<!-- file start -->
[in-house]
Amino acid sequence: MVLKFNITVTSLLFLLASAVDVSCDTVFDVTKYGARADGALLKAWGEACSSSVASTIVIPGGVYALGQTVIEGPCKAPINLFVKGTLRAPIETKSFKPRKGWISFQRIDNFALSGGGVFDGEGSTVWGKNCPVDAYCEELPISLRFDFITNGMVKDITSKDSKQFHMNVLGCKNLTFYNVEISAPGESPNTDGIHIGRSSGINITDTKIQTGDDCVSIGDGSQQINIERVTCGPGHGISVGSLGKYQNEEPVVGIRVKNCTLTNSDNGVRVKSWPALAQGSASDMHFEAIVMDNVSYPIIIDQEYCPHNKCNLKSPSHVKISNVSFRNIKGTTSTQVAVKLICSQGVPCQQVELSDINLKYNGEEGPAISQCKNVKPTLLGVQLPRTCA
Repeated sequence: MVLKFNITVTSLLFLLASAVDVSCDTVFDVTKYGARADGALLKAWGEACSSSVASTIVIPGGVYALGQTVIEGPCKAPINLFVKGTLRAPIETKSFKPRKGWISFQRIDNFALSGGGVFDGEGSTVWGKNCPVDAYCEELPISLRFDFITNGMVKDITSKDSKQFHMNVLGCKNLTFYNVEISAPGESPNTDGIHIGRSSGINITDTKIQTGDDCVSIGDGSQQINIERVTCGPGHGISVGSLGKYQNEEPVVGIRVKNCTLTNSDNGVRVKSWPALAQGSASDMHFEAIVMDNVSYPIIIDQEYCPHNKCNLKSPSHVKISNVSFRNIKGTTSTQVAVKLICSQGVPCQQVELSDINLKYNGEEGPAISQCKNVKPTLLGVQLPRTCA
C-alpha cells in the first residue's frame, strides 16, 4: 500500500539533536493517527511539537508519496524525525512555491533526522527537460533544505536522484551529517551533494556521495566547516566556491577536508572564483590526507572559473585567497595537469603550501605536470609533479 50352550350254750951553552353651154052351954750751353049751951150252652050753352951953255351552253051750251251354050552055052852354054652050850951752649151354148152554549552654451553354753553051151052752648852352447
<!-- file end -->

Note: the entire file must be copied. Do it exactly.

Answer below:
[in-house]
Amino acid sequence: MVLKFNITVTSLLFLLASAVDVSCDTVFDVTKYGARADGALLKAWGEACSSSVASTIVIPGGVYALGQTVIEGPCKAPINLFVKGTLRAPIETKSFKPRKGWISFQRIDNFALSGGGVFDGEGSTVWGKNCPVDAYCEELPISLRFDFITNGMVKDITSKDSKQFHMNVLGCKNLTFYNVEISAPGESPNTDGIHIGRSSGINITDTKIQTGDDCVSIGDGSQQINIERVTCGPGHGISVGSLGKYQNEEPVVGIRVKNCTLTNSDNGVRVKSWPALAQGSASDMHFEAIVMDNVSYPIIIDQEYCPHNKCNLKSPSHVKISNVSFRNIKGTTSTQVAVKLICSQGVPCQQVELSDINLKYNGEEGPAISQCKNVKPTLLGVQLPRTCA
Repeated sequence: MVLKFNITVTSLLFLLASAVDVSCDTVFDVTKYGARADGALLKAWGEACSSSVASTIVIPGGVYALGQTVIEGPCKAPINLFVKGTLRAPIETKSFKPRKGWISFQRIDNFALSGGGVFDGEGSTVWGKNCPVDAYCEELPISLRFDFITNGMVKDITSKDSKQFHMNVLGCKNLTFYNVEISAPGESPNTDGIHIGRSSGINITDTKIQTGDDCVSIGDGSQQINIERVTCGPGHGISVGSLGKYQNEEPVVGIRVKNCTLTNSDNGVRVKSWPALAQGSASDMHFEAIVMDNVSYPIIIDQEYCPHNKCNLKSPSHVKISNVSFRNIKGTTSTQVAVKLICSQGVPCQQVELSDINLKYNGEEGPAISQCKNVKPTLLGVQLPRTCA
C-alpha cells in the first residue's frame, strides 16, 4: 500500500539533536493517527511539537508519496524525525512555491533526522527537460533544505536522484551529517551533494556521495566547516566556491577536508572564483590526507572559473585567497595537469603550501605536470609533479 50352550350254750951553552353651154052351954750751353049751951150252652050753352951953255351552253051750251251354050552055052852354054652050850951752649151354148152554549552654451553354753553051151052752648852352447